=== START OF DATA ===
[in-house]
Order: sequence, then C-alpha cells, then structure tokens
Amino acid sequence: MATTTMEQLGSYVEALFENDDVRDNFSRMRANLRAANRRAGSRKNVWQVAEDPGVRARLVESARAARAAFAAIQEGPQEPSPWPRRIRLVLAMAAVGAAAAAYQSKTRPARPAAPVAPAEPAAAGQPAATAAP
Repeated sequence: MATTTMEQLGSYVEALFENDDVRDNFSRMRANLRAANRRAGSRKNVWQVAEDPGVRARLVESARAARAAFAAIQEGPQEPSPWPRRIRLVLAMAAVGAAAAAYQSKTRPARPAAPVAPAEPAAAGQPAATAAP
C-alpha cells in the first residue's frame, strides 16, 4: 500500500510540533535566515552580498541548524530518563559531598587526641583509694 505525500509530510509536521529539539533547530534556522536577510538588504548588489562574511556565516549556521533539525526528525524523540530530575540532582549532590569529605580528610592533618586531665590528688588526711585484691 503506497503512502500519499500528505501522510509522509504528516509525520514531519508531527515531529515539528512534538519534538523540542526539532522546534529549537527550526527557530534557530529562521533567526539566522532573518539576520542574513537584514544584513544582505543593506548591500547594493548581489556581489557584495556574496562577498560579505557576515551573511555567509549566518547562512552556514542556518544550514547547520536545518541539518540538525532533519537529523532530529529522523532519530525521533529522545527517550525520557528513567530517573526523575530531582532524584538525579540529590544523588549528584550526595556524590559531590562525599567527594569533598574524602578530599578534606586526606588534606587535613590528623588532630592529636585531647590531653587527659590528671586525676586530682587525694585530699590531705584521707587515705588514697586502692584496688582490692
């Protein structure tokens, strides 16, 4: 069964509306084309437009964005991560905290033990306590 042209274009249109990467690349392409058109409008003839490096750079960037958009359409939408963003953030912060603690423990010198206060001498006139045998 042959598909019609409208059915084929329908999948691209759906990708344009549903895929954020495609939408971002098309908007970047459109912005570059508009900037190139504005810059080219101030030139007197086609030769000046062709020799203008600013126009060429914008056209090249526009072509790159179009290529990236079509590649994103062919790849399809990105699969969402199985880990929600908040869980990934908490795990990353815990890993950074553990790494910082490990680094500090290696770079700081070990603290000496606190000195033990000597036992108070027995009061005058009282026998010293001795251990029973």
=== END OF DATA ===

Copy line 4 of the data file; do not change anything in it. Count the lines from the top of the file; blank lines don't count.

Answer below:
Repeated sequence: MATTTMEQLGSYVEALFENDDVRDNFSRMRANLRAANRRAGSRKNVWQVAEDPGVRARLVESARAARAAFAAIQEGPQEPSPWPRRIRLVLAMAAVGAAAAAYQSKTRPARPAAPVAPAEPAAAGQPAATAAP